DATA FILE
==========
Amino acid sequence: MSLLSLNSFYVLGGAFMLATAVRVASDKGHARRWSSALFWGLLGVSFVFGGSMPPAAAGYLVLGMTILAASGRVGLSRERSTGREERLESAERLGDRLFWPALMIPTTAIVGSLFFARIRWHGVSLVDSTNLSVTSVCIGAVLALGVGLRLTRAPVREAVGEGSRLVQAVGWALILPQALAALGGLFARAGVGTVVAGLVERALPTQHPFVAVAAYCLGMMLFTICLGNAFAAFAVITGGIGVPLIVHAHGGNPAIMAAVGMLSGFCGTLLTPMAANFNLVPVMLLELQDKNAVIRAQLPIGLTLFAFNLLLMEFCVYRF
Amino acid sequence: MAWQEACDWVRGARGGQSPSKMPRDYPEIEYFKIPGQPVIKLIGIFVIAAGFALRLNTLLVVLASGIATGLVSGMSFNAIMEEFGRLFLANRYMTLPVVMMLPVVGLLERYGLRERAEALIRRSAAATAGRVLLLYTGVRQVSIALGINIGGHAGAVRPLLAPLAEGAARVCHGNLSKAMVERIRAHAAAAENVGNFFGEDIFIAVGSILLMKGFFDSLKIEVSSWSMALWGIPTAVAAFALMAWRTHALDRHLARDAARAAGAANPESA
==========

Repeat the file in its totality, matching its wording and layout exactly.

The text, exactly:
Amino acid sequence: MSLLSLNSFYVLGGAFMLATAVRVASDKGHARRWSSALFWGLLGVSFVFGGSMPPAAAGYLVLGMTILAASGRVGLSRERSTGREERLESAERLGDRLFWPALMIPTTAIVGSLFFARIRWHGVSLVDSTNLSVTSVCIGAVLALGVGLRLTRAPVREAVGEGSRLVQAVGWALILPQALAALGGLFARAGVGTVVAGLVERALPTQHPFVAVAAYCLGMMLFTICLGNAFAAFAVITGGIGVPLIVHAHGGNPAIMAAVGMLSGFCGTLLTPMAANFNLVPVMLLELQDKNAVIRAQLPIGLTLFAFNLLLMEFCVYRF
Amino acid sequence: MAWQEACDWVRGARGGQSPSKMPRDYPEIEYFKIPGQPVIKLIGIFVIAAGFALRLNTLLVVLASGIATGLVSGMSFNAIMEEFGRLFLANRYMTLPVVMMLPVVGLLERYGLRERAEALIRRSAAATAGRVLLLYTGVRQVSIALGINIGGHAGAVRPLLAPLAEGAARVCHGNLSKAMVERIRAHAAAAENVGNFFGEDIFIAVGSILLMKGFFDSLKIEVSSWSMALWGIPTAVAAFALMAWRTHALDRHLARDAARAAGAANPESA